The Novice (dir. Lauren Hadaway): Philadelphia Film Festival review

A basic description of The Novice would be “Whiplash, but with rowing instead of drumming.” It’s not a one-to-one comparison, but it’s a great starting point. In it, we follow the trials and tribulations of Alex Dall, an extremely obsessive young woman who, for reasons I won’t spoil, needs to be the absolute best at everything she does. But this doesn’t mean following her natural talents, but rather seeking things she has no aptitude for, and then conquering them through brute force will. 

So while the main idea (an obsessive obsesses) is similar to Whiplash, the differences end with motivation. In The Novice, there is no abusive coach with a violent ego. In fact, the coach is an exceptionally nice guy. Played here by Jonathan Cherry (who was ripped into three sections by a wire fence in Final Destination 2), he’s the exact type of leader any unskilled hopeful could ask for. Supportive, kind, and willing to look past mistakes as long as the members of his team wish to learn from them. But Alex is not the type to really need a coach, at least not how she sees it.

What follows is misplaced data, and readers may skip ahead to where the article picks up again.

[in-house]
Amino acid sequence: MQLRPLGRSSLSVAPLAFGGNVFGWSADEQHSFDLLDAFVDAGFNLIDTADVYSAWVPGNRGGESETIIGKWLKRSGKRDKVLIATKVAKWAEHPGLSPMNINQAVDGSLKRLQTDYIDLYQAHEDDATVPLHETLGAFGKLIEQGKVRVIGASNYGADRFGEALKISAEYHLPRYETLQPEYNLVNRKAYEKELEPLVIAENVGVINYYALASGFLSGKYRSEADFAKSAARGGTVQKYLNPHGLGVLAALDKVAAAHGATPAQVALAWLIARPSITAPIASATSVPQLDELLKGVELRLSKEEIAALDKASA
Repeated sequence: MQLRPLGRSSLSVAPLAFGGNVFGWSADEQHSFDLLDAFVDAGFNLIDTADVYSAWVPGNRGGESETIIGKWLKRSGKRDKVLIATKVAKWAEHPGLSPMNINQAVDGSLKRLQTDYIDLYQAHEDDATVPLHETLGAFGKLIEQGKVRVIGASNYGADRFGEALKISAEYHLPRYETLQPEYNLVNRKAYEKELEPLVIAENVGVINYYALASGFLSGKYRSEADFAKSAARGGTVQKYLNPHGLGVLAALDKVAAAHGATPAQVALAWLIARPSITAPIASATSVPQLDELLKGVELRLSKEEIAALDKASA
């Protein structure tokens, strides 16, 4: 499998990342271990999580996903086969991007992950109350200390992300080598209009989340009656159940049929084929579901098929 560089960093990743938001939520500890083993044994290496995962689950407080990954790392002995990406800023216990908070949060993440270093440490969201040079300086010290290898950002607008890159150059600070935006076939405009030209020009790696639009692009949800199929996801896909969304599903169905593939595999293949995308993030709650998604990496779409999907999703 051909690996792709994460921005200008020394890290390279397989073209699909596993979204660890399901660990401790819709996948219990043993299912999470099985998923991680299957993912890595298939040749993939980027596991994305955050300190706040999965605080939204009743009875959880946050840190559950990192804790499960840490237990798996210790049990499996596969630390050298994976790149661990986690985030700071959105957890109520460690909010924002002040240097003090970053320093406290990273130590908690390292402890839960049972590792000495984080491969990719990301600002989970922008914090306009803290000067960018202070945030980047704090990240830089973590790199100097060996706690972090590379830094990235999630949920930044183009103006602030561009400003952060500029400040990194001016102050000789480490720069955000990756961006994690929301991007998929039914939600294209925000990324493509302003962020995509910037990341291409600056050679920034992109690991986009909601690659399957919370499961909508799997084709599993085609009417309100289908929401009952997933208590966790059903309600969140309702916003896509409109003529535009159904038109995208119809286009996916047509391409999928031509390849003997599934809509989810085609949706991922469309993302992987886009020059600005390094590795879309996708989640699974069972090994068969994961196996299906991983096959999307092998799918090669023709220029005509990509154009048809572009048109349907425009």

Isabelle Fuhrman (Orphan) delivers a star-making turn as the titular novice rower. Sweat, blood, tears — she sheds it all and wears every strain, every disappointment, every piece of spiteful fire on her face. Her Alex is so compelling that we want to see her become the best of the best, but we don’t want to watch her destroys herself in the process. However, to categorize this as a typical narrative about “the price of success” would be to miss what makes the film special. As we learn more about who Alex is and, more importantly, where she’s from, her motivations become that much clearer, and that much more ethically complicated. 

Written and directed by Lauren Hadaway (who I now see was sound editor on Whiplash), the construction of The Novice is a clinic on how to make heightened visuals feel organic, while using them to really rattle the viewer. This is one of the most tightly edited movies I’ve ever seen, and every shot is perfectly composed. In fact, one could rip the soundtrack out entirely and still follow it. The craft is impeccable. 

I entered The Novice knowing very little about rowing — having very little interest in rowing. But afterwards I found myself googling the physics of it while courting a desire to work up a sweat in any way I could. Unlike Alex Dall, however, I plan to sleep when I’m done.  

Part of the Philadelphia Film Festival, October 20-30, 2021;

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